Benson N., Hulac D. M and Kranzler J. H (2010) Independent examination of the Wechsler Adult Intelligence Scale-Fourth Edition (WAIS IV): What does the WAIS IV measure? Psychological Assessment. Vol. 22. 1. pp 121 – 130.

Chelune G. J (2003) Assessing reliable neuropsychological change. In: Franklin R. D (Ed); Prediction in Forensic and Neuropsychology: Sound Statistical Practices. LEA. London.

Chen H. Pan T and Zhu J. (2016).  It is the examinees IQ.  Psychological Assessment, February 15th first posting.

Estevis E. Basso M. R and Combs D (2012) Effects of practice on the Wechsler Adult Intelligence Scale IV across 3- and 6-month intervals. Clinical Neuropsychologist. Vol. 26. (2). Pp 239 – 254.

Faguy K (2012) Emotional Intelligence in Health care. Radiologic Technology. Vol. 83 (3), pp 237 – 253.

Furnham A, Boo H C and McClelland A (2012) Individual differences and the susceptibility to the influence of anchoring cues. Journal of Individual Differences. Vol 33 (2) pp 89 – 93

Gardner H (1983) Frames of Mind: The theory of multiple intelligences. New York. Basic Books.

Gardner H (1999) Intelligence Reframed: Multiple Intelligences for the 21st Century. New York. Basic Books.

Goleman D (1996) Emotional Intelligence: Why it can matter more than IQ. London. Bloomsbury.

Gomez R, Vance A and Watson S (2016).  Bi-factor model of WISC-IV:  Applicability and measurement in variants in low and normal IQ groups.  Psychological Assessment, September 5th first posting.

Gordon S. Duff S. Davidson T and Whitaker S (2010) Comparison of the WAIS III and WISC IV in 16 year old special education students. J. of App Research in ID. Vol. 23. pp 197 – 200.

Groth-Marnat G, Gallagher R. E, Hale J. B and Kaplan E (2000) The Wechsler Intelligence Scales. In, Groth-Marnat G (Ed.) Neuropsychological Assessment in Clinical Practice: A guide to test interpretation and integration (pp 129-194) New York. Wiley.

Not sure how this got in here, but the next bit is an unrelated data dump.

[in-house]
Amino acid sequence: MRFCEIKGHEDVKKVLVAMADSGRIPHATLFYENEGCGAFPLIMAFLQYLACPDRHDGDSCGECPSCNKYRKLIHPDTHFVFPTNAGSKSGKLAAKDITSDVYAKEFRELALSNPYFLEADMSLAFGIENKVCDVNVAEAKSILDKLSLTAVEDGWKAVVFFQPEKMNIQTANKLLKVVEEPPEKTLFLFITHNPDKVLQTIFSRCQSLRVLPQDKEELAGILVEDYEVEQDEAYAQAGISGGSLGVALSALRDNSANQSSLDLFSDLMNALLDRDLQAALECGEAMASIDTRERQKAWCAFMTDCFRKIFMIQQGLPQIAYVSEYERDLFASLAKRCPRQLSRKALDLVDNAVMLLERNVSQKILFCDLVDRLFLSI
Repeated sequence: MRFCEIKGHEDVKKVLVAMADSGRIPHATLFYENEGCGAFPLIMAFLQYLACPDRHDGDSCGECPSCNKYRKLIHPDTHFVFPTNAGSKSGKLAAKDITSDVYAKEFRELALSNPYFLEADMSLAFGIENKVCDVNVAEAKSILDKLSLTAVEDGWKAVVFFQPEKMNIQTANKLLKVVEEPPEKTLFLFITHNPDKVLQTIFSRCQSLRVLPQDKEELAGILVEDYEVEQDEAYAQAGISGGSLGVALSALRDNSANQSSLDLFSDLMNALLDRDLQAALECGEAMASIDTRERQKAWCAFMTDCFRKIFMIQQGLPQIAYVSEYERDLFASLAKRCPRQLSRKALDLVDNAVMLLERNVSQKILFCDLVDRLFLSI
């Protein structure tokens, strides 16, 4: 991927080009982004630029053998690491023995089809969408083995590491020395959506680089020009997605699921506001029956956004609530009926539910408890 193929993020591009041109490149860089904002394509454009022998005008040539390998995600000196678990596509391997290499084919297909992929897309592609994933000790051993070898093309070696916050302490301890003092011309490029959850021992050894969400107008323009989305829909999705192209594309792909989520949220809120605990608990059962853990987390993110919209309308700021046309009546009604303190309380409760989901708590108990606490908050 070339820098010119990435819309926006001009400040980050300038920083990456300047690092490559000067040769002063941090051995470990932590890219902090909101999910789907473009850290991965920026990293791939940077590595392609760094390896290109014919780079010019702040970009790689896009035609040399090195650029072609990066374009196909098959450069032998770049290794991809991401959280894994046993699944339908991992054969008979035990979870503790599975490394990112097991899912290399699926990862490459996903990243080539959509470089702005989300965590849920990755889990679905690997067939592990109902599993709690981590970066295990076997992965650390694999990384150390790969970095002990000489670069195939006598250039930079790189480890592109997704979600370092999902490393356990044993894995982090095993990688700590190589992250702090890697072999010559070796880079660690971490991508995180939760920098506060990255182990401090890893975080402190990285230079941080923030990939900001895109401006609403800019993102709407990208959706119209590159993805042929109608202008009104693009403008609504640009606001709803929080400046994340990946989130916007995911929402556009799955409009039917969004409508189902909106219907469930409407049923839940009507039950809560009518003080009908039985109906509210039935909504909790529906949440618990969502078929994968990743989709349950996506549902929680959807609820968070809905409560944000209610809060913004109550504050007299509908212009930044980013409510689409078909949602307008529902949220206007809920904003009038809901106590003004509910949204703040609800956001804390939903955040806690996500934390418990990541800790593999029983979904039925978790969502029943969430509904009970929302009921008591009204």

Groth-Marnat G (2009) Handbook of Psychological Assessment, 5th Ed’n. Hoboken. Wiley.

Hawkins K. A and Tulsky D. S (2003) WAIS (III) WMS (III) Discrepancy Analysis: Six Factor Model Index Discrepancy Base Rates, Implications and a Preliminary Consideration of Utility. In: Tulsky et al (Ed’s) Clinical Interpretation of the WAIS (III) and WMS (III). London. AP

Kaufman A. S (1979) Intelligent testing with the WISC-R. Chichester. Wiley and Sons.

Kaufman A. S (1994) Intelligent testing with the WISC-III. Chichester. Wiley and Sons.

Kaufman A.S (2009) IQ testing 101.  New York. Springer.

Kaufman A. S and Lichtenberger E. O (1999) Essentials of WAIS III Assessment. NY. Wiley and Sons.

Kaufman A. S and Lichtenberger E. O. (2006) Assessing Adolescent and Adult Intelligence. Wiley. Hoboken.

Kranzler J. H, Benson N. and Floyd R. G (2015).  Using estimated factor scores from a bi-factor analysis to examine the unique effects of the latent variables measured by the WAIS IV on academic achievement.  Psychological Assessment, Vol. 27 (4).  Pp 1402 – 1416.